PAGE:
# Optimal Planning with State Constraints

## Date

2018

## Authors

Ivankovic, Franc

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## Abstract

In the classical planning model, state variables are assigned
values in the initial state and remain unchanged unless
explicitly affected by action effects. However, some properties
of states are more naturally modelled not as direct effects of
actions but instead as derived, in each state, from the primary
variables via a set of rules. We refer to those rules as state
constraints. The two types of state constraints that will be
discussed here are numeric state constraints and logical rules
that we will refer to as axioms.
When using state constraints we make a distinction between
primary variables, whose values are directly affected by action
effects, and secondary variables, whose values are determined by
state constraints. While primary variables have finite and
discrete domains, as in classical planning, there is no such
requirement for secondary variables. For example, using numeric
state constraints allows us to have secondary variables whose
values are real numbers. We show that state constraints are a
construct that lets us combine classical planning methods with
specialised solvers developed for other types of problems. For
example, introducing numeric state constraints enables us to
apply planning techniques in domains involving interconnected
physical systems, such as power networks.
To solve these types of problems optimally, we adapt commonly
used methods from optimal classical planning, namely state-space
search guided by admissible heuristics. In heuristics based on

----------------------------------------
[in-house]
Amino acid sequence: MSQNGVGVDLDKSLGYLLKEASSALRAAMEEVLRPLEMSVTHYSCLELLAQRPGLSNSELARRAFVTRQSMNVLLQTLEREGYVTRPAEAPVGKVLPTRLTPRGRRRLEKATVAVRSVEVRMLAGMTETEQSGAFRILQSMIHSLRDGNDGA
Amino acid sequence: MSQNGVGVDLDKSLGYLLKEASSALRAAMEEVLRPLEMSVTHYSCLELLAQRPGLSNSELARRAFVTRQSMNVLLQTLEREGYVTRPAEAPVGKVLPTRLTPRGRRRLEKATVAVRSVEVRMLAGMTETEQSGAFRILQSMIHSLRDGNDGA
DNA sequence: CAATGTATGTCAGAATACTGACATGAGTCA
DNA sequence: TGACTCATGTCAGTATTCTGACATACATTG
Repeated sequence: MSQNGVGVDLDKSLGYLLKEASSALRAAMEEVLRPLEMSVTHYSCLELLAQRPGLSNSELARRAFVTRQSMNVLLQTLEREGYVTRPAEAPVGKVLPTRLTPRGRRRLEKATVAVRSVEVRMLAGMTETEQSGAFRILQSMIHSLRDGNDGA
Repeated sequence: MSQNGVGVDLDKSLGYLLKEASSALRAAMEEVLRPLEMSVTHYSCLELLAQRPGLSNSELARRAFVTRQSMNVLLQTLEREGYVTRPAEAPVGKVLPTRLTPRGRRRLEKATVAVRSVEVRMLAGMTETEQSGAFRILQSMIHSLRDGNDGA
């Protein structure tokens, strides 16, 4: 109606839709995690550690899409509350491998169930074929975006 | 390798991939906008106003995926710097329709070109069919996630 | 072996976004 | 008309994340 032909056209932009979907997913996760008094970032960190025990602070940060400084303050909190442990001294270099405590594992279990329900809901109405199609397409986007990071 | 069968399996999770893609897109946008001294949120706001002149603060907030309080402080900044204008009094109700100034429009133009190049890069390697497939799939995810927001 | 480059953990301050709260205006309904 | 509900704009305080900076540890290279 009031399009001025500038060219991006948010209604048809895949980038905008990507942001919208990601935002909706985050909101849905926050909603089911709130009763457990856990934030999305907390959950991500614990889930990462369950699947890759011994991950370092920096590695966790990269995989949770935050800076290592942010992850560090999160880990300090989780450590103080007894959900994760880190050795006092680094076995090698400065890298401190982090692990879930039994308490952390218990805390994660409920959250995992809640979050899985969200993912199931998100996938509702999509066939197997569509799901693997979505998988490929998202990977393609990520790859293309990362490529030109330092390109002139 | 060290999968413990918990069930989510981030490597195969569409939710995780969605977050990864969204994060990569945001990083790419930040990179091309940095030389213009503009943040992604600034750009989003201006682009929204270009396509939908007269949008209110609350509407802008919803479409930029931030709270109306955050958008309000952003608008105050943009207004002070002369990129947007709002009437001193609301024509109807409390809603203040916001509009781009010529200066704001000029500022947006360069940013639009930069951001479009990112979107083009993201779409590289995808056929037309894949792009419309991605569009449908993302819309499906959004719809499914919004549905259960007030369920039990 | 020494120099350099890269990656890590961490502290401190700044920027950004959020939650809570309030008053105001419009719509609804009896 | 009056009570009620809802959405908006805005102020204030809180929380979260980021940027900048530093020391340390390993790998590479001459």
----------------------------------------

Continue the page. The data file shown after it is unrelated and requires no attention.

monotonic relaxation, the idea is that in a relaxed state each
variable assumes a set of values instead of just a single value.
With state constraints, the challenge becomes to evaluate the
conditions, such as goals and action preconditions, that involve
secondary variables. We employ consistency checking tools to
evaluate whether these conditions are satisfied in the relaxed
state. In our work with numerical constraints we use linear
programming, while with axioms we use answer set programming and
three value semantics. This allows us to build a relaxed planning
graph and compute constraint-aware version of heuristics based on
monotonic relaxation.
We also adapt pattern database heuristics. We notice that an
abstract state can be thought of as a state in the monotonic
relaxation in which the variables in the pattern hold only one
value, while the variables not in the pattern simultaneously hold
all the values in their domains. This means that we can apply the
same technique for evaluating conditions on secondary variables
as we did for the monotonic relaxation and build pattern
databases similarly as it is done in classical planning.
To make better use of our heuristics, we modify the A* algorithm
by combining two techniques that were previously used
independently – partial expansion and preferred operators. Our
modified algorithm, which we call PrefPEA, is most beneficial in
cases where heuristic is expensive to compute, but accurate, and
states have many successors.

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## Keywords

Optimal Planning, State Constraints

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## Type

Thesis (PhD)

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